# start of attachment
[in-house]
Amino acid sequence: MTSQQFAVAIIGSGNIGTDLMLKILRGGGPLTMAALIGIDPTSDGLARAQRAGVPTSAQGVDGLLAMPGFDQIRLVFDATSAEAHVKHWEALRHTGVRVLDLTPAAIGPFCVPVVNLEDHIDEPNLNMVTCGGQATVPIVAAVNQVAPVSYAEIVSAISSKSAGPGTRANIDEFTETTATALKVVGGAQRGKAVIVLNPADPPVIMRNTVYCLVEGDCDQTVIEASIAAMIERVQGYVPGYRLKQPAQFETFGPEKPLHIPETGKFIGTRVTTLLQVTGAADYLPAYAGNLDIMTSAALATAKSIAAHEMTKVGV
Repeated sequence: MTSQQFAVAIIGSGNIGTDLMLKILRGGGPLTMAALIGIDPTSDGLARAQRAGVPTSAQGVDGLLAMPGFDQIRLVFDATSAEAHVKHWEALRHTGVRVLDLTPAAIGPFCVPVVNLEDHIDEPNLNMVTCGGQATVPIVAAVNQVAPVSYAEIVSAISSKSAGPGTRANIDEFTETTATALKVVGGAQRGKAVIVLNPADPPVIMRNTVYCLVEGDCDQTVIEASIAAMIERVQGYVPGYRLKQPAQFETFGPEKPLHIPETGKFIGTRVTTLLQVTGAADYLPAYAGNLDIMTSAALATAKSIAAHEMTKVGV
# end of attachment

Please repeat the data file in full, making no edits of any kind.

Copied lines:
[in-house]
Amino acid sequence: MTSQQFAVAIIGSGNIGTDLMLKILRGGGPLTMAALIGIDPTSDGLARAQRAGVPTSAQGVDGLLAMPGFDQIRLVFDATSAEAHVKHWEALRHTGVRVLDLTPAAIGPFCVPVVNLEDHIDEPNLNMVTCGGQATVPIVAAVNQVAPVSYAEIVSAISSKSAGPGTRANIDEFTETTATALKVVGGAQRGKAVIVLNPADPPVIMRNTVYCLVEGDCDQTVIEASIAAMIERVQGYVPGYRLKQPAQFETFGPEKPLHIPETGKFIGTRVTTLLQVTGAADYLPAYAGNLDIMTSAALATAKSIAAHEMTKVGV
Repeated sequence: MTSQQFAVAIIGSGNIGTDLMLKILRGGGPLTMAALIGIDPTSDGLARAQRAGVPTSAQGVDGLLAMPGFDQIRLVFDATSAEAHVKHWEALRHTGVRVLDLTPAAIGPFCVPVVNLEDHIDEPNLNMVTCGGQATVPIVAAVNQVAPVSYAEIVSAISSKSAGPGTRANIDEFTETTATALKVVGGAQRGKAVIVLNPADPPVIMRNTVYCLVEGDCDQTVIEASIAAMIERVQGYVPGYRLKQPAQFETFGPEKPLHIPETGKFIGTRVTTLLQVTGAADYLPAYAGNLDIMTSAALATAKSIAAHEMTKVGV